At least 44 people were killed and more than 100 others wounded by a suicide bombing at a political gathering of a leading party in northwest Pakistan, officials said.
The blast targeted on Sunday the Jamiat Ulema-e-Islam-F (JUI-F) party -- a government coalition partner led by an influential firebrand cleric -- as hundreds of supporters congregated under a canopy in the town of Khar, near the Afghan border.
"The tent had collapsed on one side, trapping people who were desperately attempting to escape," said Abdullah Khan, who tried to help the victims.
"There was utter confusion, with human flesh, limbs, and body parts scattered throughout the area, alongside lifeless bodies."
Sabeeh Ullah, a 24-year-old party supporter who had his arm fractured by the blast, said the scale of injuries was horrifying.
"I found myself lying next to someone who had lost their limbs. The air was filled with the smell of human flesh," he told AFP by phone.
As the toll kept rising, Riaz Anwar -- the health minister for Khyber Pakhtunkhwa province -- told AFP late Sunday 44 people had been confirmed killed and over 100 wounded.
"It was a suicide attack, with the bomber detonating himself in close proximity to the stage," he told AFP.
Pakistani media said there were some 400 people in the tent at the time of the explosion, and that multiple emergency crews were working the scene.
Images from the blast site circulating on social media showed bodies strewn around, and volunteers helping blood-soaked victims to ambulances.
Pakistan's national assembly is due to dissolve in the next few weeks ahead of elections expected in October or November, and political parties are already preparing to campaign.
The blast coincides with a visit to the country by a senior delegation of Chinese officials, including Vice Premier He Lifeng, who arrived in the capital Sunday evening.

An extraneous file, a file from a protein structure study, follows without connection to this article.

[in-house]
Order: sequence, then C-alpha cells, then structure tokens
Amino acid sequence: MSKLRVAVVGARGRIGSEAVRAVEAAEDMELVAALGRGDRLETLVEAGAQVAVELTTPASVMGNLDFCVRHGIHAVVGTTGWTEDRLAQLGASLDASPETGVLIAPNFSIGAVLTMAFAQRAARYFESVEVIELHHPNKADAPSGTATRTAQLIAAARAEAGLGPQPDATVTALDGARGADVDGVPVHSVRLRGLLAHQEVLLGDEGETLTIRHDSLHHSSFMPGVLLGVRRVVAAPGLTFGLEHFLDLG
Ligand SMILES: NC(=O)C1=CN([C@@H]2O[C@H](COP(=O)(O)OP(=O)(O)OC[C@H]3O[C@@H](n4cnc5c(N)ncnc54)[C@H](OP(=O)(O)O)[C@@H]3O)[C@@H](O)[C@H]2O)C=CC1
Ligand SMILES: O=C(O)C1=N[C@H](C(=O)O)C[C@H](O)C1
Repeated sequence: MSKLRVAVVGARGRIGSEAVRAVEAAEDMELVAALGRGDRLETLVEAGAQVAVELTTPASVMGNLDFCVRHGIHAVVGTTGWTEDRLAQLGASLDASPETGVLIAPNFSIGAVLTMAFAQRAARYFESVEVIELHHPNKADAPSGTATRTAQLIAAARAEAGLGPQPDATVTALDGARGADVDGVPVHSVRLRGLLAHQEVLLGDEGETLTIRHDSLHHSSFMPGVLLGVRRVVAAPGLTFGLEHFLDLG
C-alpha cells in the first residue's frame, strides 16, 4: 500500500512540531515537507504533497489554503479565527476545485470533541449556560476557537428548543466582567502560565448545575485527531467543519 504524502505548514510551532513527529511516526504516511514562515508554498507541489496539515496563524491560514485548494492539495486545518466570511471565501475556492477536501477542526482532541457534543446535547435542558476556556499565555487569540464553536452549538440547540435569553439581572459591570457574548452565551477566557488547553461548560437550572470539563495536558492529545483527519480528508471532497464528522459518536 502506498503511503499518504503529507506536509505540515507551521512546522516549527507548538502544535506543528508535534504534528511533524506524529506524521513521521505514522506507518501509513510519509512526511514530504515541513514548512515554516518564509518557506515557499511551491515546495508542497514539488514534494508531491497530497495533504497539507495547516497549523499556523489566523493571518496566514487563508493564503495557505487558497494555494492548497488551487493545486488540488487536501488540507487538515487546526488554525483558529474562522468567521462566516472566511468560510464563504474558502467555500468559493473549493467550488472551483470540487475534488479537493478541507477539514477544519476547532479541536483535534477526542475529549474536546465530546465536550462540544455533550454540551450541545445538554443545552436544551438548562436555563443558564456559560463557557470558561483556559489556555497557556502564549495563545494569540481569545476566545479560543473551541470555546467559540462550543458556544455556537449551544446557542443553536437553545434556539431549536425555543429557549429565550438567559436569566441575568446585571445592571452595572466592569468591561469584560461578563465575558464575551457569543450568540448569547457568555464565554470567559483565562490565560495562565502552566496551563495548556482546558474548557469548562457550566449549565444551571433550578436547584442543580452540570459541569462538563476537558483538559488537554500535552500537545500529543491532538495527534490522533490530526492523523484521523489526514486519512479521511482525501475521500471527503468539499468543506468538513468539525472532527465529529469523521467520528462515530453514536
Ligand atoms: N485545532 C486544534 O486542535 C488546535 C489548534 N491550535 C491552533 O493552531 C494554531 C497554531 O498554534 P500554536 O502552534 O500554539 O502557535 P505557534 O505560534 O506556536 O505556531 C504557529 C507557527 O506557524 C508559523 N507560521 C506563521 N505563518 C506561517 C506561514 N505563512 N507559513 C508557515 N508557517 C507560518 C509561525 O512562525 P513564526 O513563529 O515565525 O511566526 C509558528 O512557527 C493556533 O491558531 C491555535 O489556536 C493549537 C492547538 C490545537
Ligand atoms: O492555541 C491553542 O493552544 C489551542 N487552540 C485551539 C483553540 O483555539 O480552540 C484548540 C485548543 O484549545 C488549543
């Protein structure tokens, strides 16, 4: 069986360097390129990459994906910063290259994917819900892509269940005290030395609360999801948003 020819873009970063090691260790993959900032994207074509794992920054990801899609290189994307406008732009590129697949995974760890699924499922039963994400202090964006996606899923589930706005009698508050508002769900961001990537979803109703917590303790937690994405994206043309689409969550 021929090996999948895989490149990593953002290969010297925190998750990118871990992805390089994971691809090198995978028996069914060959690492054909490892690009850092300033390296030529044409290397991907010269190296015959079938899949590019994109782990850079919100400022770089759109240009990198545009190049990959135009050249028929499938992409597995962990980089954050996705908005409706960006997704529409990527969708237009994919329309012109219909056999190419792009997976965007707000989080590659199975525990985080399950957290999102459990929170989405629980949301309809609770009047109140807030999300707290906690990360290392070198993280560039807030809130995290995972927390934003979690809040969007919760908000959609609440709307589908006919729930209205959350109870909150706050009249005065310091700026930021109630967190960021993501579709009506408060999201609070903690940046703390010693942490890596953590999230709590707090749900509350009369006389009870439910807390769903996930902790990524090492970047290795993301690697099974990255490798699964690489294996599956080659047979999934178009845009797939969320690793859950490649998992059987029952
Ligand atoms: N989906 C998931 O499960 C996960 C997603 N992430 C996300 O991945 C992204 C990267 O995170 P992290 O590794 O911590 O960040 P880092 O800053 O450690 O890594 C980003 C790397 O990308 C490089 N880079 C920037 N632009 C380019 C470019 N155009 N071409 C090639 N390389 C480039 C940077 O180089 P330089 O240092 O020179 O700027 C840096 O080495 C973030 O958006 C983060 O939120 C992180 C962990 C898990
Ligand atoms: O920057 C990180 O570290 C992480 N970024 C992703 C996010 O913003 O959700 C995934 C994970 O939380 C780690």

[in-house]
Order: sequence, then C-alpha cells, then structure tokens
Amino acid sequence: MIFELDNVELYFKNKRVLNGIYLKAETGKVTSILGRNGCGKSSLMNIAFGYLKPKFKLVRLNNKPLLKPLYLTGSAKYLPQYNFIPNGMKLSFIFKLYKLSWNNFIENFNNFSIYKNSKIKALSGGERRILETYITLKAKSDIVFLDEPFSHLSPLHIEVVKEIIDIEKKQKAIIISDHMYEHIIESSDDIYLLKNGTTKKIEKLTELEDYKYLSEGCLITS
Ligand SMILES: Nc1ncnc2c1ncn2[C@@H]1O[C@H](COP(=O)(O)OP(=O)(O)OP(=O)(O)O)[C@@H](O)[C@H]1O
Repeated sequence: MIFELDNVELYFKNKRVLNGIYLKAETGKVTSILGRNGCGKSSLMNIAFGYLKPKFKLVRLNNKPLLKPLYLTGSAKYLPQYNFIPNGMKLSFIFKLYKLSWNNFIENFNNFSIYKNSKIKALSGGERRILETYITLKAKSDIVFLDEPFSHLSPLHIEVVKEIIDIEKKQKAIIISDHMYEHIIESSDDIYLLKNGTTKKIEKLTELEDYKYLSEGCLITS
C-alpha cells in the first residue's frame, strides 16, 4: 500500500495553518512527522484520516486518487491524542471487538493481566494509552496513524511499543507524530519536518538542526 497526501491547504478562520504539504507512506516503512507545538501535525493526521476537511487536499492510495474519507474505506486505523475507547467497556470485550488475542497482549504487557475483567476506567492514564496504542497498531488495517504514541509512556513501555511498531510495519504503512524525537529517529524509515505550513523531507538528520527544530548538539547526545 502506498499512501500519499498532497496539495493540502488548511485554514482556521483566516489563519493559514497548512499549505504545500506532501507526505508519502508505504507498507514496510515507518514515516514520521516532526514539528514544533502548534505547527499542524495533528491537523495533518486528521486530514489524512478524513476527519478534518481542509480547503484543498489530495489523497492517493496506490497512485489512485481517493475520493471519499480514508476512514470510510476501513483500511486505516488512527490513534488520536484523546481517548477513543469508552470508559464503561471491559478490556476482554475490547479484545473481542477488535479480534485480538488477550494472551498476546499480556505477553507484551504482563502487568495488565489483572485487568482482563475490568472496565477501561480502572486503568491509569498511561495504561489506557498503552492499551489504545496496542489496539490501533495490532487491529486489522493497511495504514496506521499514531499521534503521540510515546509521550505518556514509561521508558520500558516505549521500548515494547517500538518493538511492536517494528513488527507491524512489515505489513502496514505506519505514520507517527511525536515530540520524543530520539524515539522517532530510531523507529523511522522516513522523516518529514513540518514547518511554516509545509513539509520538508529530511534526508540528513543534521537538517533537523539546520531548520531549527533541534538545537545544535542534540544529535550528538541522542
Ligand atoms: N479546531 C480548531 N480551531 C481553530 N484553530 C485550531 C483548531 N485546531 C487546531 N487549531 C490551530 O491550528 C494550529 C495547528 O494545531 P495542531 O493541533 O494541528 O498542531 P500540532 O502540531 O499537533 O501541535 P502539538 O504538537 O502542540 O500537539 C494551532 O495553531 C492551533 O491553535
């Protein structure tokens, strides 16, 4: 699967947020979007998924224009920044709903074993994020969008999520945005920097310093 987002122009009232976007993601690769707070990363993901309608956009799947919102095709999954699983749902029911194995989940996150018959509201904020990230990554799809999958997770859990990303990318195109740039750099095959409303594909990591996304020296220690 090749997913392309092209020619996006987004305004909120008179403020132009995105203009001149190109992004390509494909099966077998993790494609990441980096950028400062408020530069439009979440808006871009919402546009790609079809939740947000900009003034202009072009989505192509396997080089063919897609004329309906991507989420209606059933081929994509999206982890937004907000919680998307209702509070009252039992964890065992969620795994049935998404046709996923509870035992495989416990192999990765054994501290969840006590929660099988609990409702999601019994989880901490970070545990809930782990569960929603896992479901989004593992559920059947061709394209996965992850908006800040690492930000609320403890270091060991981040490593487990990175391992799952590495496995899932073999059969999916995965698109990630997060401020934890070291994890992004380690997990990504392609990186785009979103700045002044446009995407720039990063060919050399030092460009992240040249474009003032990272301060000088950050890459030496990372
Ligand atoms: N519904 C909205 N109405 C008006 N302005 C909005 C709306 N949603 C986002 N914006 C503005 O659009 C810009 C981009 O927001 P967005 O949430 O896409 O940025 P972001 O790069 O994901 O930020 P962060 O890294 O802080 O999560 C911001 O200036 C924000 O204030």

Pakistani Prime Minister Shehbaz Sharif condemned the blast Sunday on social media, offering condolences to the victims and vowing to punish those responsible.
Attacks against religious scholars
No group has claimed responsibility for the attack, but the local chapter of the Daesh terror group has recently carried out attacks against JUI-F.
Last year, Daesh said it was behind violent attacks against religious scholars affiliated with the party, which has a huge network of mosques and madrassas in the north and west of the country.
The terror group accuses JUI-F of hypocrisy for being an Islamic group while supporting hostile governments and the military.
The party's leader, cleric Fazlur Rehman, started political life as a firebrand extremist hardliner but has softened his public image over the years in a bid to forge alliances with secular parties on the left and right.
With the ability to mobilise tens of thousands of madrassa students, his party never musters enough support for power on its own, but is usually a key player in any coalition.
Pakistan has seen a sharp rise in militant attacks since the Afghan Taliban surged back to power in neighbouring Afghanistan in 2021.
Pakistan's home-grown Taliban group, Tehrik-i-Taliban Pakistan (TTP), has largely directed its terror campaign against security officials, including police officers.